Your media plan is a business investment to showcase your brand story. Media will help connect your brand with consumers where consumers are most willing to engage, listen, think, feel or act. The media must pay back your brand. This type of thinking should be part of your marketing plan and be part of your creative brief.
Questions to ask in your your media plan to figure out how to move consumers along their journey:
- First, how tightly connected is your brand with your consumer?
- Next, where can you best impact the consumer journey?
- Then, where will your consumers be most open to engage, listen, think, feel, and act?
- Finally, where is your consumer open to listening?
It takes a strategic mind to figure out brand love
Consumers change how they feel about a brand as they move along the brand love curve. It defines consumers’ feelings as unknown, indifferent, like it, love it and onto the beloved brand status. For unknown brands, the strategic focus should be to stand out within a crowded brand world.
As the brand becomes indifferent, the strategy establishes the brand message in the consumer’s mind. You need them to see a clear point of difference.
Then, at the like it stage, the strategy is to separate the brand from the pack. Create happy experiences that build a trusted following. And, at the love it stage, the focus shifts to tugging at heartstrings. The goal is to tighten the bond with the most loyal brand fans.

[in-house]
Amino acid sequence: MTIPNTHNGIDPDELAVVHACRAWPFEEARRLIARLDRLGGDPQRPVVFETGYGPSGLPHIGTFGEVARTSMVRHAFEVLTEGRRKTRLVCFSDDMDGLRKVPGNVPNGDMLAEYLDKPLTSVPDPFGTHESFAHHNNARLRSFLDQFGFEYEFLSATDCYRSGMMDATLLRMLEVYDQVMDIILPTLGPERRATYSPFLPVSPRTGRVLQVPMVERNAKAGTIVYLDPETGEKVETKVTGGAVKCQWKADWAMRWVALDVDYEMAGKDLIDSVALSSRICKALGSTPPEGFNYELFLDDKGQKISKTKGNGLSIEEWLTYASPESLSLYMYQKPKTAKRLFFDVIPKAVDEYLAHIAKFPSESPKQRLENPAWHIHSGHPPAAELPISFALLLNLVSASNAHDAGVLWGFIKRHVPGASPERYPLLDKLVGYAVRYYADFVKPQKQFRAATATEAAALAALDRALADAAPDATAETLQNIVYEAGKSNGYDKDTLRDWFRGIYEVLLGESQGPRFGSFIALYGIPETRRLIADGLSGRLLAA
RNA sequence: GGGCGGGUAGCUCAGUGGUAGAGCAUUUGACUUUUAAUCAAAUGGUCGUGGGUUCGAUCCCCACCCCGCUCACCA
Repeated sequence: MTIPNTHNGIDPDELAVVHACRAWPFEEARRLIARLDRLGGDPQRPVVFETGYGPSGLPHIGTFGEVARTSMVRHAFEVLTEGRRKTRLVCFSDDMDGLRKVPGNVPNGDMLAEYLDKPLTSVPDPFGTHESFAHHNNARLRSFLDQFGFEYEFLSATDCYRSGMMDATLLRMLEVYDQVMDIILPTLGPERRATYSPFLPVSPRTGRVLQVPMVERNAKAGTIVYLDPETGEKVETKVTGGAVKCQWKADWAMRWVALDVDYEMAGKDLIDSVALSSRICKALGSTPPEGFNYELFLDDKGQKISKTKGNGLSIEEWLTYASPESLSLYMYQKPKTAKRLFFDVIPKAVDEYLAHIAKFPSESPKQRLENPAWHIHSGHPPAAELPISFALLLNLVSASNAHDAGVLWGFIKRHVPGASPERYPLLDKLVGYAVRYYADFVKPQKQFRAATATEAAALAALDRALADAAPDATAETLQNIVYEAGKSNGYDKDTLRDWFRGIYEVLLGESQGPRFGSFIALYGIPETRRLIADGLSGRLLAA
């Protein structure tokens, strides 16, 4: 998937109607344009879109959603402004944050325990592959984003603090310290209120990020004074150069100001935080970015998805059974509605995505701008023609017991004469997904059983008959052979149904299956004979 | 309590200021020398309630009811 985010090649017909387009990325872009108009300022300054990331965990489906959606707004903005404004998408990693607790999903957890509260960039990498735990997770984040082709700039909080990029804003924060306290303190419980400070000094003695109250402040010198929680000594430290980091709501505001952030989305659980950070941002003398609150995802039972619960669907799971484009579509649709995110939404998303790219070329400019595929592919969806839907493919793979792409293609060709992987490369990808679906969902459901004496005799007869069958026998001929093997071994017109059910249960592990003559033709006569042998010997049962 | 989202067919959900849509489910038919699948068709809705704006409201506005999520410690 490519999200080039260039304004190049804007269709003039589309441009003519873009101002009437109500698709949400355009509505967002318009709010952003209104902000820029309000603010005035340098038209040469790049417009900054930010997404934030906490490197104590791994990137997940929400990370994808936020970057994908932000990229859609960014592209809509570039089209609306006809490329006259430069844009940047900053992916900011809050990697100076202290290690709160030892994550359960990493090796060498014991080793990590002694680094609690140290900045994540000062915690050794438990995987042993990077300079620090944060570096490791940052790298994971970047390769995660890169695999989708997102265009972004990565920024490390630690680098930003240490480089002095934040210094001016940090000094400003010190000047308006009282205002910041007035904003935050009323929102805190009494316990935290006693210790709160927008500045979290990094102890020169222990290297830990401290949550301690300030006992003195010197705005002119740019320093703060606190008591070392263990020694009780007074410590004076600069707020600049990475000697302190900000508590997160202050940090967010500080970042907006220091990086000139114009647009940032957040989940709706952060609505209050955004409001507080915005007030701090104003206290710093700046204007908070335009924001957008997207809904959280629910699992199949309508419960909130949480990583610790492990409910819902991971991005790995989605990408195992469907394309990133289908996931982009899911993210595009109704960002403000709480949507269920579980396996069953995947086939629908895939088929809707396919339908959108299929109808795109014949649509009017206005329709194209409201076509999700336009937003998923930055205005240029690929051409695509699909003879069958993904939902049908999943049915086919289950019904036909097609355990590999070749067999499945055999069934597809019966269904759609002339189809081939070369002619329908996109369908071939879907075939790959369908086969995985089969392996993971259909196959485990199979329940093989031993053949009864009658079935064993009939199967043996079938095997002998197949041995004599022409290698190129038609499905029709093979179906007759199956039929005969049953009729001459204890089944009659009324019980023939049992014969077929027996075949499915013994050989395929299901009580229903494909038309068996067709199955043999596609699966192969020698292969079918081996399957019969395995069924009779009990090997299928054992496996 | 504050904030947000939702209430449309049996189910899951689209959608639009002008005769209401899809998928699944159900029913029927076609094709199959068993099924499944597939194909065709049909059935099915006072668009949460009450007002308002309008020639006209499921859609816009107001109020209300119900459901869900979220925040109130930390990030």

Driving brand love
Brands at the love it stage must turn your consumer’s repeat purchases into higher usage frequency and become a favorite part of your consumer’s day. The creative must instill emotional benefits, linked closely to the consumer’s life moments. An excellent tool to use is to map out the “day-in-the-life” of your target consumer and place messages where they are most likely to engage. Use consumer insights to make the messages personal to make consumers feel special and attached to your brand.
At the beloved brand stage, your media plan should begin shifting to a maintenance media plan, enough to maintain your brand’s leadership presence and perception. Stay aware of the competitive activity, which may force you to adjust your budget levels. At this point, you can shift some of your media resources into enhancing the consumer experience, to retain your happy consumers, and to drive a deeper love to harness an army of brand lovers. You can begin creating shareable experiences for your brand lovers to share with their friends.
We use our brand love curve to focus the media plan objectives and strategy on tightening the consumer's bond with the brand
Where can you best impact the consumer journey?
Old-school marketing used to yell their messages at every possible consumer using mass media.Then move consumers naturally through the brand funnel from awareness to purchase and loyalty. With so few media choices, consumers could not escape the advertising. If consumers did not respond the first time, show it to them again and again. Back in the 1970s, it was all about the interruption of consumers, with brands focused primarily on day-after brand recall. Many times, the more annoying the ad, the better it would work. This media planning is not quite the sophisticated media strategy brands need today.
New-school marketing whispers to the most loyal brand fans, hoping they drive awareness with influence to their friends. The word of a friend will bring more influence to their purchase decision than a random TV ad. With the masses, consumers look for the advice of trusted peers whom they respect to know enough about the latest and greatest of the category. They also look to the brand lovers, giving them evidence the brand does deliver what it promises.
In the brand strategy workshops, I show how brands evolved from a craft brand to a disruptor, to a challenger brand and finally to a power player. One significant distinction is what type of consumers they focus on.
I introduced the idea of a consumer adoption curve, which leverages four types of consumers:
- Trend influencers
- Early adopters